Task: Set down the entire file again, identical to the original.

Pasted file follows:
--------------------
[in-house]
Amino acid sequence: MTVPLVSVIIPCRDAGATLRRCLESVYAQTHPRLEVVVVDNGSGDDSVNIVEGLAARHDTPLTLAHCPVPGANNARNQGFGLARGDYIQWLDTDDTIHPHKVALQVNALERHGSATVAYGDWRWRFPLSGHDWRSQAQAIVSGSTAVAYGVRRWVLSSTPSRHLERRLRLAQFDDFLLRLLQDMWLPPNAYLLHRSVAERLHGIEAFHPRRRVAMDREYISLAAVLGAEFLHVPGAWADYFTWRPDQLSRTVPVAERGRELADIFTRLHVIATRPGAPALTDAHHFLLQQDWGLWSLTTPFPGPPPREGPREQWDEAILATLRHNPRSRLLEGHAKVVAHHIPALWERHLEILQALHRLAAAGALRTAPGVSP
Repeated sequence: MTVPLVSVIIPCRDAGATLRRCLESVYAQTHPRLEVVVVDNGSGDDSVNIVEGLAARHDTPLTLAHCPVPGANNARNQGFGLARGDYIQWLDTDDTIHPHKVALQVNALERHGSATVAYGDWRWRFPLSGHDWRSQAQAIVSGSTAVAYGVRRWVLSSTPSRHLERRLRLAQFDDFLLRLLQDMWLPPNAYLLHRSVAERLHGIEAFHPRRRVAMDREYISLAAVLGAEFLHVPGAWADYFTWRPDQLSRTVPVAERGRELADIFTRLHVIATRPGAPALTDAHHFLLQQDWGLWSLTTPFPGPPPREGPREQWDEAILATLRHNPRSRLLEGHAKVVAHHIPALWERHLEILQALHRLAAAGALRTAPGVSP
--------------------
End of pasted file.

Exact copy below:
[in-house]
Amino acid sequence: MTVPLVSVIIPCRDAGATLRRCLESVYAQTHPRLEVVVVDNGSGDDSVNIVEGLAARHDTPLTLAHCPVPGANNARNQGFGLARGDYIQWLDTDDTIHPHKVALQVNALERHGSATVAYGDWRWRFPLSGHDWRSQAQAIVSGSTAVAYGVRRWVLSSTPSRHLERRLRLAQFDDFLLRLLQDMWLPPNAYLLHRSVAERLHGIEAFHPRRRVAMDREYISLAAVLGAEFLHVPGAWADYFTWRPDQLSRTVPVAERGRELADIFTRLHVIATRPGAPALTDAHHFLLQQDWGLWSLTTPFPGPPPREGPREQWDEAILATLRHNPRSRLLEGHAKVVAHHIPALWERHLEILQALHRLAAAGALRTAPGVSP
Repeated sequence: MTVPLVSVIIPCRDAGATLRRCLESVYAQTHPRLEVVVVDNGSGDDSVNIVEGLAARHDTPLTLAHCPVPGANNARNQGFGLARGDYIQWLDTDDTIHPHKVALQVNALERHGSATVAYGDWRWRFPLSGHDWRSQAQAIVSGSTAVAYGVRRWVLSSTPSRHLERRLRLAQFDDFLLRLLQDMWLPPNAYLLHRSVAERLHGIEAFHPRRRVAMDREYISLAAVLGAEFLHVPGAWADYFTWRPDQLSRTVPVAERGRELADIFTRLHVIATRPGAPALTDAHHFLLQQDWGLWSLTTPFPGPPPREGPREQWDEAILATLRHNPRSRLLEGHAKVVAHHIPALWERHLEILQALHRLAAAGALRTAPGVSP